We are bereft of good solid political leadership.

SwP thumbnail graphicBy Pepper Parr

December 17th, 2018



For those who follow things political the game the province played last Friday will be familiar.

When it is bad news – governments wait until late on Friday and issue a media release.

The only thing missing from this sleazy act on the part of the Ford government was they didn’t wait for a long weekend. The classic hide the bad news play is issuing a press release on the Friday of a long weekend.
There is a lack of moral honesty with this government.

Doug Ford finger pointing

Doug Ford: Do you have the feeling he is about to sell you a used car?

The release of legislation that would permit development in parts of the Green Belt; the announcement of a close family friend who is patently not qualified for the job, as the next Commissioner of the Ontario Provincial Police and then learning that someone changed the qualifications and experience to apply for the job were changed..

The Premier wants to choose just who will be part of his personal security detail – and then asking that a modified van be purchased and outfitted for the Premier who is not exactly a small man – he does have a certain girth to him – hide the cost in one of the Provincial Police Budgets..

It is beginning to look so underhanded. There are some local convenience stores where we had to tell our children to count the change they are given when they make a purchase.

This province once had leaders that were nationally recognized statesman.

John Robarts - one of the best Premiers the province ever had: knew how to balance a budget.

John Robarts – one of the best Premiers the province ever had. He was not just a politician but a statesman as well.

Bill Davis had problems learning how to balance a budget; never really did learn.

Bill Davis provided solid reliable government. Hard to recall any scandal on his watch.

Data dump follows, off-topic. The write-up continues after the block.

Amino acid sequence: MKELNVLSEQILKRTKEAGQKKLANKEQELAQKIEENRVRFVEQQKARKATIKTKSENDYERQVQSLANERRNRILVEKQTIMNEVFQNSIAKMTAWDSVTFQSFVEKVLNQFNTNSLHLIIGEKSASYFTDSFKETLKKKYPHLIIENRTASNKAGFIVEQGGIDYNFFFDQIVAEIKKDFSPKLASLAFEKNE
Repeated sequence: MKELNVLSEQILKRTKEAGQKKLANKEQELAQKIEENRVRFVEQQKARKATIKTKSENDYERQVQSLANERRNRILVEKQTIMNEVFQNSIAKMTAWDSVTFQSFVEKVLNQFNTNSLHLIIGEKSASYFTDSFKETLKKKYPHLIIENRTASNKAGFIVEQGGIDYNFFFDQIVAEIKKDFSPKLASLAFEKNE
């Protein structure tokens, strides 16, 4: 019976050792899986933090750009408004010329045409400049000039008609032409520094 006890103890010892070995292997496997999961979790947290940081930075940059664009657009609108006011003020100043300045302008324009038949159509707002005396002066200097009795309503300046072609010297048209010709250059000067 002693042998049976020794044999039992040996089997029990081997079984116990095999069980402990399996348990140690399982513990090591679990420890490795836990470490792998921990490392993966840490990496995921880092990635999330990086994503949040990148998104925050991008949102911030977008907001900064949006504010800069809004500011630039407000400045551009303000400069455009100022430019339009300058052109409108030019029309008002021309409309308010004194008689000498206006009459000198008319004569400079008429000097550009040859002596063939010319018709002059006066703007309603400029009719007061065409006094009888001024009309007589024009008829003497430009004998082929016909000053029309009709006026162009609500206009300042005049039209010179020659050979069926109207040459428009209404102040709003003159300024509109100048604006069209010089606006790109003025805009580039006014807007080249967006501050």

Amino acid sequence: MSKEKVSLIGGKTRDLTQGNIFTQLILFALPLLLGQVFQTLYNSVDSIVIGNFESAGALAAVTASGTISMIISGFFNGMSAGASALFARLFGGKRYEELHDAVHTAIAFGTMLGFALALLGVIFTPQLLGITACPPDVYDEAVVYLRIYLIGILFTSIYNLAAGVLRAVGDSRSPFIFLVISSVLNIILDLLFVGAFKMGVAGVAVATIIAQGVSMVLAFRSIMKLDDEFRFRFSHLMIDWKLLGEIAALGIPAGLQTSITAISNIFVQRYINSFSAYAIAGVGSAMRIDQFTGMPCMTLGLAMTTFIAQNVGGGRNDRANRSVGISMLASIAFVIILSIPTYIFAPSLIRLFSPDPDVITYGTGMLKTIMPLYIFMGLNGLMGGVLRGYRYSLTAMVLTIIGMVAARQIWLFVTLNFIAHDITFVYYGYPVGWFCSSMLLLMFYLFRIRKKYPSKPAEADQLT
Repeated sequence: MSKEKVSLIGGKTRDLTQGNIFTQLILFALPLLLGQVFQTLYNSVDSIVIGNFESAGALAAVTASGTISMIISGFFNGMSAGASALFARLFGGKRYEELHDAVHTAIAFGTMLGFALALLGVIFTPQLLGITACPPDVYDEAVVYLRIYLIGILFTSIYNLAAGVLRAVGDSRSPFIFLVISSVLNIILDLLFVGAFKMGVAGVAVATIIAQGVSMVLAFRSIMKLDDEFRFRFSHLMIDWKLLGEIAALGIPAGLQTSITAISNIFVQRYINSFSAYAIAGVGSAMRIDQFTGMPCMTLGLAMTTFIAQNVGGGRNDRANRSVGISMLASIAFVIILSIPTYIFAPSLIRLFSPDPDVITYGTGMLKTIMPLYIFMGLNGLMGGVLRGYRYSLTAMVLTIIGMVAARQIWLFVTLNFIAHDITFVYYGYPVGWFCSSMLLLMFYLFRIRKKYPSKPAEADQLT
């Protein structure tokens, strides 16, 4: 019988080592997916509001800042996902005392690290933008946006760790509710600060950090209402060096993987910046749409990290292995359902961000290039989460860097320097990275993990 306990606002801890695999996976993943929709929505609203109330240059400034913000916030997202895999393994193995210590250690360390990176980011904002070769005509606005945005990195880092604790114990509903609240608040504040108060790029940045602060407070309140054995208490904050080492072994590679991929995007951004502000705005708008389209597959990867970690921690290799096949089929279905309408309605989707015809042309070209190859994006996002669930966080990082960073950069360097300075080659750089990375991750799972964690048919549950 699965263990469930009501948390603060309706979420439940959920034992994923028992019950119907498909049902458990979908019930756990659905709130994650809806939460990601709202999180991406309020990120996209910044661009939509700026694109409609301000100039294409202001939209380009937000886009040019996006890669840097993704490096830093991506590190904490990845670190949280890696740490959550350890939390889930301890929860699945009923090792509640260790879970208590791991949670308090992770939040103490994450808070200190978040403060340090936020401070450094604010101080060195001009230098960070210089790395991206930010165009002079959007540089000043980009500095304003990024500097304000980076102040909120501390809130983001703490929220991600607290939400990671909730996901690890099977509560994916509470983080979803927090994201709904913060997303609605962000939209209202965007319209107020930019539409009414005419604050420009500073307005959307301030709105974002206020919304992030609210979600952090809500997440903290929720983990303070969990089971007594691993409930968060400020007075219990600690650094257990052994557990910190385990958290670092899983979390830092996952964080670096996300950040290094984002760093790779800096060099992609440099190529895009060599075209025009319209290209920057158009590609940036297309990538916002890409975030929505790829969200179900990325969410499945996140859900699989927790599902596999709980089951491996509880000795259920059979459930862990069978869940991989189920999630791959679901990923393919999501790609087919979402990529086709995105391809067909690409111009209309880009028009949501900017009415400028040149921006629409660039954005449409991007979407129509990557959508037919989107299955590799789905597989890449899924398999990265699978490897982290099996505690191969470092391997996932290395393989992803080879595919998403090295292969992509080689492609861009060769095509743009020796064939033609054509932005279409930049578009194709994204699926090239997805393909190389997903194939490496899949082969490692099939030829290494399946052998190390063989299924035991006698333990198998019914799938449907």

Think John Robarts, Bill Davis and George Drew. These were honourable men who led the province so well that we prospered.

Doug Ford seems to be channeling Michael Hepburn; yes he was a Liberal. No one political party owns the right to mislead the public – they are all complicit.

We deserve better. However we have only ourselves to blame.

Kathleen Wynne deserved to lose. She had lost the respect and confidence of the electors. The Liberals should have looked for a new leader 18 months before the election and revamped their platform. They were spending money like drunken sailors.

The province wasn’t ready for another New Democratic government and the public just didn’t have a strong enough belief that Andrea Horwath could form a government and lead the province.

We are bereft of good solid political leadership.

Vic clapping in Ford face

Is the Premier being well served by the Cabinet he has chosen? Minister of Finance Vic F xxx

Doug Ford had the opportunity to grow away from a troubled, suspect youth; he appears to be letting the worst of those personality traits rule his thinking.

We are all going to pay a high price for the decisions we made last June. We all thought this kind of thing was happening just south of us. It’s happening here.

Public pressure did force the Premier to delay the swearing in of a new Police Commissioner – the Ford government does have the capacity to react.

The public just has to keep the pressure up – heck we might even manage to make a good Premier out of the man.

Pepper - Gazette shirt - no smileSalt with Pepper reflects the opinions, observations and musings of the publisher of the Gazette, an on-line newspaper that is in its 8th year of as a news source in Burlington and is a member of the National Newsmedia Council.

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7 comments to We are bereft of good solid political leadership.

  • Carol Victor

    We got just what we deserve for voting in a man of little intelligence, integrity and imagination, He is only in office to undo all the good that the previous government enacted and there was much that was good. There is no progressive in conservative…just poor judgment all the way around.

  • Mike Farkas

    “We are all going to pay a high price for the decisions you’ve made last June. ” I didn’t vote for this born with a silver spoon up his bleep! The way his peeps faked his win is leader. He’ll go down in history as the best puppet of all time.